We are a multidisciplinary group combining knowledge from the areas of Neuroscience, Physical Therapy, Biomechanics, Control, Robotics, Modeling, Machine Learning, and others. Currently, we are organized into three complementary laboratories:

Human Locomotion Laboratory

The main topic of this lab is the study of human locomotion and its neurorehabilitation. The target groups are the major diseases of the central nervous system (Stroke, SCI, Parkinson) and other syndromes that affect human locomotion. The area seeks to advance the sciences of biomechanics, neurophysiology and applications of ICT to design of diagnostic and therapeutic strategies to improve gait recovery processes. It is our primal goal to experimentally demonstrate the key aspects to optimal functional recovery of gait.


Neuromuscular Coordination Laboratory

Neuromuscular coordination can be defined as the ability of the central nervous system (CNS) to control the muscles in the execution of multi-limb functional movements.

The goal of our research is twofold. On the one side, we aim to gain better knowledge on the neural mechanisms at the basis of neuromuscular coordination and their biomechanical effects, in healthy and pathologic people. On the other side, we aim to apply this knowledge to neuro-rehabilitation, and create new assessment and therapeutic devices specifically aimed to restore functional neuromuscular coordination.


Neuromodulation and Assessment Laboratory

This lab is built upon the development of techniques for the analysis and conditioning of neural structures involved in the generation of both volitional movement strategies and spinal reflexes in humans. The main target groups of pathologies considered are some of the most prevalent neurological conditions, such as stroke survivors, and patients with traumatic brain injury or spinal cord injury.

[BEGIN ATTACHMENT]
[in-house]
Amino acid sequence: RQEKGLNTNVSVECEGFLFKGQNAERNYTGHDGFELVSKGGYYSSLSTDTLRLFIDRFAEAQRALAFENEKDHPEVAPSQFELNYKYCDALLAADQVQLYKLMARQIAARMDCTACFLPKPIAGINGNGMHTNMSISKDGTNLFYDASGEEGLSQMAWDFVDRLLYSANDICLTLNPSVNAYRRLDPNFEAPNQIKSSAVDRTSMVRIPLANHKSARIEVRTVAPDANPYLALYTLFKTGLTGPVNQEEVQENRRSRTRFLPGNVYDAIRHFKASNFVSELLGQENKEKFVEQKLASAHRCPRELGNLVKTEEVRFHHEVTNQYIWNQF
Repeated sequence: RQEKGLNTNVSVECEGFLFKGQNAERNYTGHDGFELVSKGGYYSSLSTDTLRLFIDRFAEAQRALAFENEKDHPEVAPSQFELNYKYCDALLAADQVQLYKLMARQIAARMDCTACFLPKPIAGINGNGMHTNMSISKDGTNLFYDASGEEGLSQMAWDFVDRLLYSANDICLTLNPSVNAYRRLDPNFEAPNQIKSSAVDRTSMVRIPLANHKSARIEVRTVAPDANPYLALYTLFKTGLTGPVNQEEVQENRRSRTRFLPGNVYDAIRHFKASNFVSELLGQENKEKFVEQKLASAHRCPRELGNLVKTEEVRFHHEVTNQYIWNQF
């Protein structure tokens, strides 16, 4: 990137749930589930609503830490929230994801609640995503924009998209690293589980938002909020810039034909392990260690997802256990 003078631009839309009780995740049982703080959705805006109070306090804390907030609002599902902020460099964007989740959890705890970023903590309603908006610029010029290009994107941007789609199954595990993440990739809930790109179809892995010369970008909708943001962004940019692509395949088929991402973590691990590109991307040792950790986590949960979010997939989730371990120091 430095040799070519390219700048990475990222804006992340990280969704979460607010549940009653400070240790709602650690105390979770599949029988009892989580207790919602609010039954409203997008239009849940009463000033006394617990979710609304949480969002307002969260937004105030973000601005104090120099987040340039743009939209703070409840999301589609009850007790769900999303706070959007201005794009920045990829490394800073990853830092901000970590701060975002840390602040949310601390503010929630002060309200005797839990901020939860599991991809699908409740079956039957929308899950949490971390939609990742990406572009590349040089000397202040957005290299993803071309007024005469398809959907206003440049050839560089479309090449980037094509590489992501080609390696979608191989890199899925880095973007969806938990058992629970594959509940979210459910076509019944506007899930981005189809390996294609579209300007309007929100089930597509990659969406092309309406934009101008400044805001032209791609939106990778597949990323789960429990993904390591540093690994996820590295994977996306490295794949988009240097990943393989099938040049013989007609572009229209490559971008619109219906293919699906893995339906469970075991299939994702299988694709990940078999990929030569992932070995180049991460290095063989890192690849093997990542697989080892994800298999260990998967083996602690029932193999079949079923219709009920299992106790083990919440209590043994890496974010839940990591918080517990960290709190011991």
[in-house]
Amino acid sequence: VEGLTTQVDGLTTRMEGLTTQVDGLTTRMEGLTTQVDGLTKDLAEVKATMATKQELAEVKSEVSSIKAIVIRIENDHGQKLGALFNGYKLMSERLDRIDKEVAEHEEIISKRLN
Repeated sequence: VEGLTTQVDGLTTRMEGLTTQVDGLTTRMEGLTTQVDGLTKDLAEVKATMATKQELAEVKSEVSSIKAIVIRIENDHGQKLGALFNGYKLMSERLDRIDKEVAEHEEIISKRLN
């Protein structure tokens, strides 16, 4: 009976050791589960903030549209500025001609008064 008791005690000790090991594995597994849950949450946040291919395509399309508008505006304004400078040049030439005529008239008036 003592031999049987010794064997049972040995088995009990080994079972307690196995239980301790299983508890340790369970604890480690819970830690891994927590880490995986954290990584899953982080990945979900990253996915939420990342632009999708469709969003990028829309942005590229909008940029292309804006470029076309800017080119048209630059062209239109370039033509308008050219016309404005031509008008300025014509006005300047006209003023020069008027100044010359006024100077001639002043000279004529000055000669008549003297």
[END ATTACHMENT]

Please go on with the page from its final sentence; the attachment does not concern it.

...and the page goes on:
Neural Interfaces and Enhancement Lab

Disrupted motor function is a hallmark feature of neurological conditions such as spinal cord injury, stroke, Parkinson’s Disease and Essential Tremor (ET). Understanding neural and non-neural mechanisms underlying impaired motor control is of utmost importance to design rehabilitation strategies.
The main goal of our lab is to design breakthrough technology-based interventions to promote neurorecovery by using neural interfaces and techniques that might strengthen or modulate neural pathways. To achieve our goal, we take a multidisciplinary approach in our research, using a combination of neurophysiology, biomechanics and robotics approaches in human patients and animal models. Currently, we devote our research to the development and design of novel neuroprostheses for tremor suppresion.